On a stretch of Detroit’s West Side with mostly empty storefronts, the building with “Fried Fish” painted on its window hasn’t served food in years. A small tree had grown up in the alley. Plywood patched holes in the back.

Detroit has long been overwhelmed by properties like this, decaying structures that have become time capsules of more prosperous days. For years, such buildings were largely allowed to rot in place, sliding to the bottom of the priority list in an era when trash was uncollected, parks unmown and budgets out of balance.

That is changing. Detroit, which 10 years ago became the largest American city to file for bankruptcy, now has money for basic government functions like park maintenance and a business code that have long fallen short of the city’s hierarchy of needs.

Abandoned buildings like the old fish restaurant that collected thousands of dollars in citations are being scrutinized recently with hopes that they will either be spruced up or torn down. On a steamy day last month, city crews cleared brush from the alley and slapped a fresh coat of brown paint on the front of the building — small steps the workers saw as evidence that Detroit had turned a corner.

However, in a sprawling city with a long list of challenges, there is no consensus on what to tackle first. There are no quick fixes. And there is no choice but to move one troubled package at a time.

“We’re eating an elephant here,” said Alvin Nunn, a supervising building inspector who spent a recent afternoon surveying another dying commercial corridor whose vacant buildings have broken windows, peeling paint and trees growing on sapling roofs. “The corridor is the first bites of the elephant.”

Back in July 2013, when Detroit sought bankruptcy protection, it was failing at the foundations of governance after decades of disinvestment and population loss. Retired city workers saw their pension benefits reduced. Some questioned whether the city that boomed along with the American auto industry had much of a future.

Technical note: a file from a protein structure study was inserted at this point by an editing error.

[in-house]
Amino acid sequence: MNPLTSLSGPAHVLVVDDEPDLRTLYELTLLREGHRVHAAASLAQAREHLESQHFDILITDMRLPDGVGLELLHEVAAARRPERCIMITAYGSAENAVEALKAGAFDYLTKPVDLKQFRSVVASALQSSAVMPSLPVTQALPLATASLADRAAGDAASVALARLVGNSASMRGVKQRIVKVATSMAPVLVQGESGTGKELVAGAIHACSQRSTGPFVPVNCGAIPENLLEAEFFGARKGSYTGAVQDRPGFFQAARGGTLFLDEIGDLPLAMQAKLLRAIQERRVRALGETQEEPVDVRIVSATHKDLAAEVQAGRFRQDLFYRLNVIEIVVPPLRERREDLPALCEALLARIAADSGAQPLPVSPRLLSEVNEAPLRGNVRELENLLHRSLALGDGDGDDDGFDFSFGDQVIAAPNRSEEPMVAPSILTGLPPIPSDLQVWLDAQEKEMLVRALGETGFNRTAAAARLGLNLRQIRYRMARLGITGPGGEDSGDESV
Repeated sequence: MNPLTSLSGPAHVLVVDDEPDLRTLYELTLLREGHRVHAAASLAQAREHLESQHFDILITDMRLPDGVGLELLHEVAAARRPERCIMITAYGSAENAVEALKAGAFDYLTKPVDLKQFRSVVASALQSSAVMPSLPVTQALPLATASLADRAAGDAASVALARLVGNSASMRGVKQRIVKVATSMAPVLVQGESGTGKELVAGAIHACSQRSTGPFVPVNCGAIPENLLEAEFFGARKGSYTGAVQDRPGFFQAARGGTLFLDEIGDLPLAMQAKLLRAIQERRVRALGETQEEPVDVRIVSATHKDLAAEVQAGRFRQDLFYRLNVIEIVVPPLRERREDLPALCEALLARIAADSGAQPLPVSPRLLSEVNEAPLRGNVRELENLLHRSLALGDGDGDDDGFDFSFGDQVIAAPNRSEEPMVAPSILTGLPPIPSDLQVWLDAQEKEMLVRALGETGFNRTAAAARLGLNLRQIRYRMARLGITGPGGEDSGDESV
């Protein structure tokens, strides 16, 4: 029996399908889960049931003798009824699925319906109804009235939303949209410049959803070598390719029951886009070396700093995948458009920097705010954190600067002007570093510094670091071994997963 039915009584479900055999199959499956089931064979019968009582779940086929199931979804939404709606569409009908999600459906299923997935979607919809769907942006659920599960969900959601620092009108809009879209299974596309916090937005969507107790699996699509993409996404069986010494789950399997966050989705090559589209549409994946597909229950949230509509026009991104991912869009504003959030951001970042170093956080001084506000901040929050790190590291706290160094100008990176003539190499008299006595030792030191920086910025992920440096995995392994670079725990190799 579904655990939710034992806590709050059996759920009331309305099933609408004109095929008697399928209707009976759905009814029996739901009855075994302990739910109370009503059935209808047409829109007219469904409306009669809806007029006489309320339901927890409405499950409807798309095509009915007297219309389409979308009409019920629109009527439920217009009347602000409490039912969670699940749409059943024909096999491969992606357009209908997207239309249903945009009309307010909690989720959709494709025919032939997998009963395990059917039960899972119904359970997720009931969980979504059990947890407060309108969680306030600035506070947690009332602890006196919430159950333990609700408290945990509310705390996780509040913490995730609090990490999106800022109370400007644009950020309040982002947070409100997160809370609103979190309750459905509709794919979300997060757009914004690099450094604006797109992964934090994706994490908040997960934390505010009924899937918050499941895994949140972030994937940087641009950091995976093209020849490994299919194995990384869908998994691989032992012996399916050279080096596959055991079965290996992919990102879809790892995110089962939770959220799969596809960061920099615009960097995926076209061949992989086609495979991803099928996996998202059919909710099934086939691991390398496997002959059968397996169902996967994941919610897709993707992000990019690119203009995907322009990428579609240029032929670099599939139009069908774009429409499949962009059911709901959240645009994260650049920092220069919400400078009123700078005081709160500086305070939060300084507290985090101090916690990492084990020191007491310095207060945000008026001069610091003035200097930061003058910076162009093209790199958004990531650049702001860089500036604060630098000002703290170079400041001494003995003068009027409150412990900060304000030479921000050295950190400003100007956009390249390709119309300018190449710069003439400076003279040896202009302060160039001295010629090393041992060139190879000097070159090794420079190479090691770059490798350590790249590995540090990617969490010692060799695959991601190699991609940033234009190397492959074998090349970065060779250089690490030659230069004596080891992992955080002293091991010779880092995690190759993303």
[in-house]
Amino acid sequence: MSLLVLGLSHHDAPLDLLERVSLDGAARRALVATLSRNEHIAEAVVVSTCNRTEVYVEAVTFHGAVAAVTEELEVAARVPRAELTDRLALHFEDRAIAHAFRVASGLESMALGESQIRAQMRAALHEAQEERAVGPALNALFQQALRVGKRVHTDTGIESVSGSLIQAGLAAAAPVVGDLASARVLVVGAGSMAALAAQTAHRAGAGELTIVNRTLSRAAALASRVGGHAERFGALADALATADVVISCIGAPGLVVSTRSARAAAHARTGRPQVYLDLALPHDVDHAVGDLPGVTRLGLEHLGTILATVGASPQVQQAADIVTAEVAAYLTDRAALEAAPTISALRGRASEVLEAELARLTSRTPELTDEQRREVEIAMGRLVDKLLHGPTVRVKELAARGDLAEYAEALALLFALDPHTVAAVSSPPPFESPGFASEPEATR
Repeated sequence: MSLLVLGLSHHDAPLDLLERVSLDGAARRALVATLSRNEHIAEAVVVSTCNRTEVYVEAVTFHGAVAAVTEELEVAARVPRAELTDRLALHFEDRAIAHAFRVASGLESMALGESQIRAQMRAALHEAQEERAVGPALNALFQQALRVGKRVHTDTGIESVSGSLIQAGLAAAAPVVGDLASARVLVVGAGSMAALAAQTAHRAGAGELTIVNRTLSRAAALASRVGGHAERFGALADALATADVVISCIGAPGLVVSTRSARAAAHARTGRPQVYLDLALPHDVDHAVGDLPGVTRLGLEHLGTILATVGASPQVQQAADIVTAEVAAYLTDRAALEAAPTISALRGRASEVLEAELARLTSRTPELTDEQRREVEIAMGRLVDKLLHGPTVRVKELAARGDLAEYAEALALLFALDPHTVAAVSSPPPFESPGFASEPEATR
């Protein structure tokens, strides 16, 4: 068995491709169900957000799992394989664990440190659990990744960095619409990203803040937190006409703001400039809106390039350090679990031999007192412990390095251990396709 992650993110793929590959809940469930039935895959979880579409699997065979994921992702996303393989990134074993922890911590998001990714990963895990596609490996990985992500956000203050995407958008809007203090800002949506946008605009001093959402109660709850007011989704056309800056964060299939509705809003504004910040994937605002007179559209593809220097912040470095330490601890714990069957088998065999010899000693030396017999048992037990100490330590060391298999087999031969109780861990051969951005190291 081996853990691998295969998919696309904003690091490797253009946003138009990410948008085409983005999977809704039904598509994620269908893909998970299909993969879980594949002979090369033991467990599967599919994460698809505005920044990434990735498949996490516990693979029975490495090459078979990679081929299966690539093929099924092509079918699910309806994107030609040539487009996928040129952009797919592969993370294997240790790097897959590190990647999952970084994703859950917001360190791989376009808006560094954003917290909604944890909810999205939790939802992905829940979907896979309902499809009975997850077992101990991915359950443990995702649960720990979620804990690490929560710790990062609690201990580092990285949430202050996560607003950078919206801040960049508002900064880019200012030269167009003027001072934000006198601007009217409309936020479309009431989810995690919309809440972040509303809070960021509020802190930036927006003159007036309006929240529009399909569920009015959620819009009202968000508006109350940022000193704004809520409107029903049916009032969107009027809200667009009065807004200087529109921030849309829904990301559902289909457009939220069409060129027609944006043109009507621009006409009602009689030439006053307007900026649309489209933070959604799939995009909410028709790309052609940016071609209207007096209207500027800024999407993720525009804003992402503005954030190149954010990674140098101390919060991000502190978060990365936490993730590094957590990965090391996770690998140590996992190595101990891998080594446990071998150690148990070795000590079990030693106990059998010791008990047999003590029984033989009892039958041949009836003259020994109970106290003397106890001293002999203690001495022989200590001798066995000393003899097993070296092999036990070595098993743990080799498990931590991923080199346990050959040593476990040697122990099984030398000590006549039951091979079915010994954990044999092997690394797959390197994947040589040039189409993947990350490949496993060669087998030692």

A decade later, the city defied the most dire predictions. Budgets stabilized, basic services were restored, home values ​​increased and pockets of development took root.

Moody’s raised Detroit’s credit rating to one notch below investment grade in a report this spring, continuing steady progress since the city emerged from bankruptcy with a reduced pension burden. Analysts praised Detroit for its budget management and revenue growth, but said the city remains vulnerable to an economic downturn and constrained by high poverty rates.

“While the city continues to improve,” said David Strungis, Moody’s vice president and principal analyst, it still hasmore challenges than our average city.”

For those who survived the bankruptcy, the change is stark. Brad Dick, a longtime city worker who is now Detroit’s chief operating officer, recalled meetings that took place just before the bankruptcy filing to make sure there was enough fuel for police cars in case vendors cut off the city’s accounts.

Currently, he’s helping oversee construction on a nearly 28-mile stretch of trails and green space, the first portion of which opened last year, and is laying out a plan to build a space for weddings and other events in a city park.

“Did I ever think that I could ever go to a mayor eight years ago and present him with a wedding party? No,” said Mr. Dick. “I was just trying to cut the grass. I tried to get garbage trucks.”